- Grammar-based inference: Innovative energy minimization approaches will be developed, leveraging on bottom-up cues, to efficiently cope with the exponential number of grammar interpretations, in particular in the context of grammars featuring rich architectural elements. A principled aggregation of the statistical visual properties will be designed, to accurately score parsing trials.

- Semantized 3D reconstruction: Robust original techniques will be developed to synchronize multiple-view 3D reconstruction with the semantic analysis, preventing inconsistencies such as unaligned roof and windows at facade angles.

- Semantic-aware rendering: Image-based rendering techniques will be developed benefiting from semantic classification to greatly improve visual quality regarding: improved depth synthesis, adaptive warping and blending, hole filling and region completion.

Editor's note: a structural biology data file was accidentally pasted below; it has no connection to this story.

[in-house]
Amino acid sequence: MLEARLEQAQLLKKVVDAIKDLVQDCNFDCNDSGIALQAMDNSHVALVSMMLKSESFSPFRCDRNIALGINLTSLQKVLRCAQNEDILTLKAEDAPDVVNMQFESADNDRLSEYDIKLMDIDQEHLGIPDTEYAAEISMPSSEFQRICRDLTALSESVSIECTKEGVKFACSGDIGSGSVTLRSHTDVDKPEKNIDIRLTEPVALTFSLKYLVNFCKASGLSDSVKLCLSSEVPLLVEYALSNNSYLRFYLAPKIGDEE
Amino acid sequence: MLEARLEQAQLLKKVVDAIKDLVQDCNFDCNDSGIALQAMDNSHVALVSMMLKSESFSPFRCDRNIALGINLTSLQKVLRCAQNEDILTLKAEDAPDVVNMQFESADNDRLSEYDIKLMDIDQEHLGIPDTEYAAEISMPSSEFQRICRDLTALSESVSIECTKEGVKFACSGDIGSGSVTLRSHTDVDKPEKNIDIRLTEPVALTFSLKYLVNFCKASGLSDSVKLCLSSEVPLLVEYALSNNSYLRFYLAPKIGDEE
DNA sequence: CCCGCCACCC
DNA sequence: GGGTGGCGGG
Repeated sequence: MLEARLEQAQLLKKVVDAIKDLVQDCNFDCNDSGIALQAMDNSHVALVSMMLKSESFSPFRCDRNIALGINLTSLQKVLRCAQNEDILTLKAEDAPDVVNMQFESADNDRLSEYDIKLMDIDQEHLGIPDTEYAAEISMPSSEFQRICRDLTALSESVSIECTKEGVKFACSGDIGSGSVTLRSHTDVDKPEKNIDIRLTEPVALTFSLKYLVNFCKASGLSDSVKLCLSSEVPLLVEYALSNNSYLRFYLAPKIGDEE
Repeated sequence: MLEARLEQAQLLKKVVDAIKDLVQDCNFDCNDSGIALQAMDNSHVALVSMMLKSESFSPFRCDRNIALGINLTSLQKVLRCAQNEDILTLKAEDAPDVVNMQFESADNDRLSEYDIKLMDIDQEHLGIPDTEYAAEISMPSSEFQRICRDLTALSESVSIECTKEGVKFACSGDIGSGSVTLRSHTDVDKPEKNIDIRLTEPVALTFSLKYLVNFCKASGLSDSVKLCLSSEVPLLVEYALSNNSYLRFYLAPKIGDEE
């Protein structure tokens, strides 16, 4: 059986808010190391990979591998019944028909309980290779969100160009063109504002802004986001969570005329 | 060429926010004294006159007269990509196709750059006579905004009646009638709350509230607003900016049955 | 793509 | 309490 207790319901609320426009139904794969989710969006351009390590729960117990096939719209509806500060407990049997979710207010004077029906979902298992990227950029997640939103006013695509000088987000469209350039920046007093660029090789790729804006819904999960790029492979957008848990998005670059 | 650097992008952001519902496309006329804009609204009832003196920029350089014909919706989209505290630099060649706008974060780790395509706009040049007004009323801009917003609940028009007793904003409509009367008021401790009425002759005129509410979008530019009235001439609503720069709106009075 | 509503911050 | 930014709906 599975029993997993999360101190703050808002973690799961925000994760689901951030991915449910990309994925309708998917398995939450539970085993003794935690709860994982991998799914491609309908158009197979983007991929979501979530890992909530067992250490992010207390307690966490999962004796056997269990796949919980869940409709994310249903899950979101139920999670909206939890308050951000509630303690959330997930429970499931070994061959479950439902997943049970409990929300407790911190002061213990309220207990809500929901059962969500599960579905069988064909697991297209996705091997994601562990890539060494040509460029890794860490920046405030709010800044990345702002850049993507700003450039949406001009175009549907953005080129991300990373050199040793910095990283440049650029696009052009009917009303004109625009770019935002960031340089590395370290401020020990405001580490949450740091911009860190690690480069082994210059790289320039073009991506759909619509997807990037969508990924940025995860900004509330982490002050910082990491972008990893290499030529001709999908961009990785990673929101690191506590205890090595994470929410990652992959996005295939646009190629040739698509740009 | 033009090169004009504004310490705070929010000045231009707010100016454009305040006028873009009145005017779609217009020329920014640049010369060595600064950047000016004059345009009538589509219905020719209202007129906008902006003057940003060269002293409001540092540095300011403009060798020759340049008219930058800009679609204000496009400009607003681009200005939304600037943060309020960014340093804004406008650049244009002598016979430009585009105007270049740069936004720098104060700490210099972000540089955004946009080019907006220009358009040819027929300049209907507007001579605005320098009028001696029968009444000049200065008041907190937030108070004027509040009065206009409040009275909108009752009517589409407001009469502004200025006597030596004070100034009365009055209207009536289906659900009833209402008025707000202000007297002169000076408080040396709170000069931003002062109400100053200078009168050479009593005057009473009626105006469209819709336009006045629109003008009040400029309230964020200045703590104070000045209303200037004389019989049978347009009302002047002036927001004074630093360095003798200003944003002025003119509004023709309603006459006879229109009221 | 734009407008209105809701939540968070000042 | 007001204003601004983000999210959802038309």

To validate our research, we will run experiments based on various kinds of data concerning Paris (large-scale panoramas, smaller scale but denser and geo-referenced terrestrial and aerial images, cadastral maps, construction date database), reconstructing and rendering an entire neighborhood.

Project coordination

Renaud Marlet (Laboratoire d'Informatique Gaspard Monge) –

The author of this summary is the project coordinator, who is responsible for the content of this summary. The ANR declines any responsibility as for its contents.


Inria Paris - Rocquencourt Institut national de recherche en informatique et automatique
Inria Sophia-Antipolis Institut National de la Recherche en Informatique et en Automatique- Centre de Recherche Sophia Antipolis-Méditerranée- REVES
GREYC Groupe de Recherche en Informatique, Image, Automatique et Instrumentation de Caen
Acute3D Acute3D
LIGM Laboratoire d'Informatique Gaspard Monge

Help of the ANR 791,399 euros
Beginning and duration of the scientific project: September 2013 - 42 Months